One cannot but feel dreadfully sorry for these victims. And, I admit, very angry at Mathe for his lack of empathy, his heartlessness, his lack of feeling for others.

And most especially I feel angry and sad that the children he has fathered are left behind in poverty, some of them not ever having seen him. His wife is left to cope. That is almost unforgivable.

I look at the photo of the children and I just feel so angry that this man has done this to them.

Children deserve fathers who are kind and gentle, who look after them and make sure that they have all they need to get started in life. What chance do these beautiful young people have now?

One can only hope that the African philosophy of uBuntu will work, and that they will find comfort and help in their extended family and be supported by their neighbours.

Surely Ananias Mathe deserves to be punished, but do his wife and children also deserve punishment? I don't think so, but that's what they are getting. This is yet another African tragedy in the making.

The text and all images on this page, unless otherwise indicated, are by Tony McGregor who hereby asserts his copyright on the material. Should you wish to use any of the text or images feel free to do so with proper attribution and, if possible, a link back to this page. Thank you.

© Tony McGregor 2010


Evasilent on July 15, 2016:

This Mathe guy will be given a parole at 76? i still think its not a good idea... he's still going to be a burden to the family or who ever he will be staying with because of aging.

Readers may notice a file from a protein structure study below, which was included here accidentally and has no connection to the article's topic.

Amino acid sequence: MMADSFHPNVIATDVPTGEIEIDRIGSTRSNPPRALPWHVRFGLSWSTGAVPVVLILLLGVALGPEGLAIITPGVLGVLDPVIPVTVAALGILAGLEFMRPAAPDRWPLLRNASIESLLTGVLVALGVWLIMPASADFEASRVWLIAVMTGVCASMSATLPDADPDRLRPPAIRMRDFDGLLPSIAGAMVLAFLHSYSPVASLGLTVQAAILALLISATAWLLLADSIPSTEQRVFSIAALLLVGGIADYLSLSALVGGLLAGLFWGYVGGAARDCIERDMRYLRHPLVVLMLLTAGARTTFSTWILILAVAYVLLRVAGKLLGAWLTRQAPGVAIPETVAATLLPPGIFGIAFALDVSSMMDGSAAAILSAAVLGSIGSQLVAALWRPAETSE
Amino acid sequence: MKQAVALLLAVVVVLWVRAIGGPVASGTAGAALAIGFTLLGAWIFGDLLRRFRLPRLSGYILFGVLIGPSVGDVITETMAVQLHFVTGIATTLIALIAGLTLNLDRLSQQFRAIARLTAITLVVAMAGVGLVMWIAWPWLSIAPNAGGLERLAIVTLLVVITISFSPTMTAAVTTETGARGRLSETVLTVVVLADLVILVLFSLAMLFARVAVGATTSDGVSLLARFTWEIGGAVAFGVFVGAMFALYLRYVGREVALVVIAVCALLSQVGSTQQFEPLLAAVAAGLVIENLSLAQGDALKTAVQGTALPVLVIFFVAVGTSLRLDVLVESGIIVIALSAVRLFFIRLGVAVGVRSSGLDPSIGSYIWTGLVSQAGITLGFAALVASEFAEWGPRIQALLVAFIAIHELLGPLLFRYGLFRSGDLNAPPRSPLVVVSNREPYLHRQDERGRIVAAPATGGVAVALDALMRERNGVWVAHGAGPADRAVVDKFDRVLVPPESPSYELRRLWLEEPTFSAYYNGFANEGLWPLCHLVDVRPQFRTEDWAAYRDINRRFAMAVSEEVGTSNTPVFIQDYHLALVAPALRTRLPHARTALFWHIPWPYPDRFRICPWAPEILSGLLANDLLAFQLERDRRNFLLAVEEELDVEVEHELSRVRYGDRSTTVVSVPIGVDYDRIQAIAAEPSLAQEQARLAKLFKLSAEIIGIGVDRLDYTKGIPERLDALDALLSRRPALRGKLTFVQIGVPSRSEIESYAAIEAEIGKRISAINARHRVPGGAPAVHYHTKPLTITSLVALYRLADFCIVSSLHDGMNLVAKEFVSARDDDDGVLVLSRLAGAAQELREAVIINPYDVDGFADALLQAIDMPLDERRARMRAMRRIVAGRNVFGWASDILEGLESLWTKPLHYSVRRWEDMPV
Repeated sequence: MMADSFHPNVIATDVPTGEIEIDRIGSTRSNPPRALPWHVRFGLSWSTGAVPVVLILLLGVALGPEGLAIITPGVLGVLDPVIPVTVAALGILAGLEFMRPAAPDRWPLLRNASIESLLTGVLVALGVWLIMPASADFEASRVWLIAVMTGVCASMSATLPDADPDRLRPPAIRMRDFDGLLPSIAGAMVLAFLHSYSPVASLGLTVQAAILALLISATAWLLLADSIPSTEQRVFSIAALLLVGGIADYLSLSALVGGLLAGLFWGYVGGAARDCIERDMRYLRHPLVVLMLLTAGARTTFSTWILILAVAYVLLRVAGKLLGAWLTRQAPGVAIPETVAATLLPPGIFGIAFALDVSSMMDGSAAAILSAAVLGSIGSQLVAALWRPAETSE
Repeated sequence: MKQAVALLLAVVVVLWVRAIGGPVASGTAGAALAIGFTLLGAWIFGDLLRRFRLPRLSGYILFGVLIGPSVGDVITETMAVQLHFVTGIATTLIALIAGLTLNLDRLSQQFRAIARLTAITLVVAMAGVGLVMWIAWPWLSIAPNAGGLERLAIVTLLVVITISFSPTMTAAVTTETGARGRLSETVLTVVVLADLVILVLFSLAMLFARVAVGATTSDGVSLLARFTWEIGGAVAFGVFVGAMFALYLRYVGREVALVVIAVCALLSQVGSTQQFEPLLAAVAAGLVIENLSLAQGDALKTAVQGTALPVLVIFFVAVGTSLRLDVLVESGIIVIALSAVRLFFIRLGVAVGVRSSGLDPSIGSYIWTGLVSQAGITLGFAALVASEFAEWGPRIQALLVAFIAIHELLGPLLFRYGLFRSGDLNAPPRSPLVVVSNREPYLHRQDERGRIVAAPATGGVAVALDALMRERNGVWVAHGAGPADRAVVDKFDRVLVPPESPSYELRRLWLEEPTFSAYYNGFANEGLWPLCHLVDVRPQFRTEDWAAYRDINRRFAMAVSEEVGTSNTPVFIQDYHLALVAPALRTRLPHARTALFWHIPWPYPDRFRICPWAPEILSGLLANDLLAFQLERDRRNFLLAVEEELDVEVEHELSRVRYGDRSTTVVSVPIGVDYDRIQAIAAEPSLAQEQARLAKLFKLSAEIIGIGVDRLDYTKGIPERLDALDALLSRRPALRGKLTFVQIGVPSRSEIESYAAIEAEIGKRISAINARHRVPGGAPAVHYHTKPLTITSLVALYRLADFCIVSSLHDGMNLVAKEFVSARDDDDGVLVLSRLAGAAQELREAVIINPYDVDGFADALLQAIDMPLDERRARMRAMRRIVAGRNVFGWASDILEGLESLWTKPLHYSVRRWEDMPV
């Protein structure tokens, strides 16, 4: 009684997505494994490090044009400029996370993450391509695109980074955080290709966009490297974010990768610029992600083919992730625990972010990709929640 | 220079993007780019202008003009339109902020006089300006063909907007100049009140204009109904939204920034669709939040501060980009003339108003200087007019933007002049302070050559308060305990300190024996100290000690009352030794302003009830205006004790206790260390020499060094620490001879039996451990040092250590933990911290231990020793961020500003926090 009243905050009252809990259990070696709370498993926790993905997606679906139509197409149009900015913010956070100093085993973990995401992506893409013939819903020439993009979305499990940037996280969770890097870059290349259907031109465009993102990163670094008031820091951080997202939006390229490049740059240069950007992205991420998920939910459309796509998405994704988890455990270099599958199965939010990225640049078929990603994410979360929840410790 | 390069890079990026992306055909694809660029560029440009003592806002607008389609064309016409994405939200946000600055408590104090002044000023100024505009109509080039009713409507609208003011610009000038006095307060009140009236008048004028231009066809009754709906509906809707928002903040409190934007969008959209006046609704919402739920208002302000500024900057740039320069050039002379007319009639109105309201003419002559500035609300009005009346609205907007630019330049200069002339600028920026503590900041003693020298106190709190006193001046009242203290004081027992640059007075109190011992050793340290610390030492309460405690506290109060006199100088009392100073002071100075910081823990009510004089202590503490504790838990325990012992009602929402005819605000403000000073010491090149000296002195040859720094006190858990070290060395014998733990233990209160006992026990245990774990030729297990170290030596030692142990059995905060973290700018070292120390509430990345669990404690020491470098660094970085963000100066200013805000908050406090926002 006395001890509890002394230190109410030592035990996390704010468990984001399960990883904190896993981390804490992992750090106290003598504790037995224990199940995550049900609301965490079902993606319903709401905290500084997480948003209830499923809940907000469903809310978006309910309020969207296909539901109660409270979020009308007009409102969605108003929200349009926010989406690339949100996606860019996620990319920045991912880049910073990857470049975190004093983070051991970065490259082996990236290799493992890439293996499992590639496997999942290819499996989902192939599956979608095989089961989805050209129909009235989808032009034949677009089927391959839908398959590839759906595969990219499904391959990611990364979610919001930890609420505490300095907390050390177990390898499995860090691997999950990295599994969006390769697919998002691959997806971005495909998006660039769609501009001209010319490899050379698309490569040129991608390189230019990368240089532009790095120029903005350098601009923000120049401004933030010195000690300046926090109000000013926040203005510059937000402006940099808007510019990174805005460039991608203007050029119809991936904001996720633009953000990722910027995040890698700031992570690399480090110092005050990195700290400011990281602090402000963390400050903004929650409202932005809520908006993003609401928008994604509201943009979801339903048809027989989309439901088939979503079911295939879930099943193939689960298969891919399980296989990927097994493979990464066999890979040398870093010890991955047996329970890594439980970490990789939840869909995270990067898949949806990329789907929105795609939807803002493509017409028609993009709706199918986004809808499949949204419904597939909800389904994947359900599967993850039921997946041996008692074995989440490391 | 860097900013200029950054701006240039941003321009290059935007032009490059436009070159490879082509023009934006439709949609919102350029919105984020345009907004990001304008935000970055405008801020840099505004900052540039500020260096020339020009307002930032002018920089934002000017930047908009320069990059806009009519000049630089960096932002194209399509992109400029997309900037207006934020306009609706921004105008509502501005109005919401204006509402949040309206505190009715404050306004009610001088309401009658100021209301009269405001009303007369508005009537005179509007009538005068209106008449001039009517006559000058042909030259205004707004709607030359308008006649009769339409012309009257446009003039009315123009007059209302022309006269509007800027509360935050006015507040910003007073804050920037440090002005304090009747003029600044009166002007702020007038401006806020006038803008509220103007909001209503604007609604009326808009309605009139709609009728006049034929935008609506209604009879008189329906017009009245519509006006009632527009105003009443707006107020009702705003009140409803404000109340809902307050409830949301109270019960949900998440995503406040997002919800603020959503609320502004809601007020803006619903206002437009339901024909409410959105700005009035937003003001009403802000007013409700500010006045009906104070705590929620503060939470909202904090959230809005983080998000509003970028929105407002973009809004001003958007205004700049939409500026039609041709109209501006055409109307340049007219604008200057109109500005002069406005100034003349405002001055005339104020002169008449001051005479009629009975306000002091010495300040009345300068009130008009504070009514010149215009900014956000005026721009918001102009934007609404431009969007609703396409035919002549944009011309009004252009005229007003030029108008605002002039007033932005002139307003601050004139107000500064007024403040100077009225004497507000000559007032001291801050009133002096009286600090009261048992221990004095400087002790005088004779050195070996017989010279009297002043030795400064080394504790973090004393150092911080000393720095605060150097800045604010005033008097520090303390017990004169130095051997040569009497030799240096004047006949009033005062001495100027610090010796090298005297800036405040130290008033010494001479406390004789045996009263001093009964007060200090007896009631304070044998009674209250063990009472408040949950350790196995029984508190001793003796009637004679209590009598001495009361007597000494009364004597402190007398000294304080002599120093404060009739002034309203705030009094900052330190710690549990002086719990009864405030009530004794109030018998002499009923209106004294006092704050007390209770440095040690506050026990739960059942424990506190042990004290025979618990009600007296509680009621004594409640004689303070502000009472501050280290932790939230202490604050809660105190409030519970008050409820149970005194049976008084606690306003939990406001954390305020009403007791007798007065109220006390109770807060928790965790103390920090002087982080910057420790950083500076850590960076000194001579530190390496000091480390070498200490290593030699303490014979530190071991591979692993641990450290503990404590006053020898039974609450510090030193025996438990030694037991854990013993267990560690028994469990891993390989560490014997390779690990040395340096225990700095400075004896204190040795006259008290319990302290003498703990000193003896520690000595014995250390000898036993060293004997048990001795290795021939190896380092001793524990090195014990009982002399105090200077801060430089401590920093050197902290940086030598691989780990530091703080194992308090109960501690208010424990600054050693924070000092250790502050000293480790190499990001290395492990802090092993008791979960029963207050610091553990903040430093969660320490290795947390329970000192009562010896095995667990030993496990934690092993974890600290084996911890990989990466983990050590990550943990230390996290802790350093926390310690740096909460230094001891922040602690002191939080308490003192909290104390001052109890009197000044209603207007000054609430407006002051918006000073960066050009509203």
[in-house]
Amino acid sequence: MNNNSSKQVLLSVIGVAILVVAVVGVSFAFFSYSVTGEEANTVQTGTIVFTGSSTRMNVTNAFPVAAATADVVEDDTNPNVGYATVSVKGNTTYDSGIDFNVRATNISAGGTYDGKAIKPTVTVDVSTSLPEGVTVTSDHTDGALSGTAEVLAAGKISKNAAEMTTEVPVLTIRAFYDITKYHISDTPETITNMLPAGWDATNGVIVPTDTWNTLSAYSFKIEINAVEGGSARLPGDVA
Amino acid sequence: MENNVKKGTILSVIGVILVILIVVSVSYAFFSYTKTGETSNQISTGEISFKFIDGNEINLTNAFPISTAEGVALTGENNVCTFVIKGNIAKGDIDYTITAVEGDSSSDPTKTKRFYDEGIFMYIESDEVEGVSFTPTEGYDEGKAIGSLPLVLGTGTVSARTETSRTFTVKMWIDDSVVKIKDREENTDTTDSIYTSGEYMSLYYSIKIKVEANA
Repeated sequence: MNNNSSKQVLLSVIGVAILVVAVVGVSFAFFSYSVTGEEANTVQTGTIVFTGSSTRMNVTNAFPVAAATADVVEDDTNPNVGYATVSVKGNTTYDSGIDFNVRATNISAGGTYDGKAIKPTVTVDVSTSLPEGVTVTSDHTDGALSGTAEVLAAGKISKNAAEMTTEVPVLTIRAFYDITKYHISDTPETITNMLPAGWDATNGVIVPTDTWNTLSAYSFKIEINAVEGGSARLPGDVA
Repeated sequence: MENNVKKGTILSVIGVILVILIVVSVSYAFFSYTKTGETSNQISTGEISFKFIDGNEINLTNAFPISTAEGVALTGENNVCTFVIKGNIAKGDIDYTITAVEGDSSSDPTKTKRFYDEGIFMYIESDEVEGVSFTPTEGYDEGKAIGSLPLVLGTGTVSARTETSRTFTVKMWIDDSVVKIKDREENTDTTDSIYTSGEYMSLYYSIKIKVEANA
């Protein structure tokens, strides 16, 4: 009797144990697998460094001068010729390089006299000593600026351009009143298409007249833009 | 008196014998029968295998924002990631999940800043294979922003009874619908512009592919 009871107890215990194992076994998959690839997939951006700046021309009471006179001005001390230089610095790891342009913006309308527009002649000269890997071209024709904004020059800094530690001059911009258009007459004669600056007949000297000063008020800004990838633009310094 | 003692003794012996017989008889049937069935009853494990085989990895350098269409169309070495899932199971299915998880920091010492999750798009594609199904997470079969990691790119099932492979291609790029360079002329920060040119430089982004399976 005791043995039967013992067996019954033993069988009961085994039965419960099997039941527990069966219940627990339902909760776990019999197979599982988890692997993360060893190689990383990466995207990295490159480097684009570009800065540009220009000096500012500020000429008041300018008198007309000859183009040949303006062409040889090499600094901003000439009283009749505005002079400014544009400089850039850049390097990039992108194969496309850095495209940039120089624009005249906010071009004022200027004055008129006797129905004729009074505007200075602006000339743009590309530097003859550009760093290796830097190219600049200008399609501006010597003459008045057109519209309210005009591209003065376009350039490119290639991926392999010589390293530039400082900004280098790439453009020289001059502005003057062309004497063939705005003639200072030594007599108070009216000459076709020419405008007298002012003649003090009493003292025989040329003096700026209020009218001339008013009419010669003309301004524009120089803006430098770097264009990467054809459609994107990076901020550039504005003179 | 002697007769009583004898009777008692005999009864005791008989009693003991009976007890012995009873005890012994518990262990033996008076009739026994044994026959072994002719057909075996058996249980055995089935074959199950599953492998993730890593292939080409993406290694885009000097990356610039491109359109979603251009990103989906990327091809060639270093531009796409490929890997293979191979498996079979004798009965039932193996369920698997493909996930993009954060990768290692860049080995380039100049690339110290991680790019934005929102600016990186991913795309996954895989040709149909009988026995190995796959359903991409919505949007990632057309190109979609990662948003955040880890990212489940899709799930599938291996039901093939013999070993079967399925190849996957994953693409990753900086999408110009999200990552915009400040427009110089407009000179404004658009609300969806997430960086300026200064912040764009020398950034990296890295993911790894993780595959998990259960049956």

Tony McGregor (author) from South Africa on May 12, 2015:

He is still alive in maximum security jail

a on April 16, 2015:

is he still alive if not which year did he died?

Matrubalenta on May 31, 2012:

Tony, are there any updates concerning dis thug recently, i mean is he still alive? Is he stil in KZN? And lastly i'd like to say dat dis guy must be taken to Polsmoor prison.

Paullett on March 12, 2012:

He is in a prison. he has a place to sleep, eat, bathe- he has it good in comparison to all his victims. Women raped never feel safe again.His children have it bad as well their only crime being the offspring of a depraved violent nut case. The stigma I am sure must stick to them. So now that we have the story the question is could it have turned out any different? How to stop it again?

Tony McGregor (author) from South Africa on October 25, 2010:

Al - I am not one of those going to Aus, I'm sticking around in South Africa and taking the lumps! And I care deeply about all people while I don't expect any special treatment myself. So I try to contribute to a better life for all here.

Thanks for the comment anyway and I wish you well!

Love and peace


Al on October 25, 2010: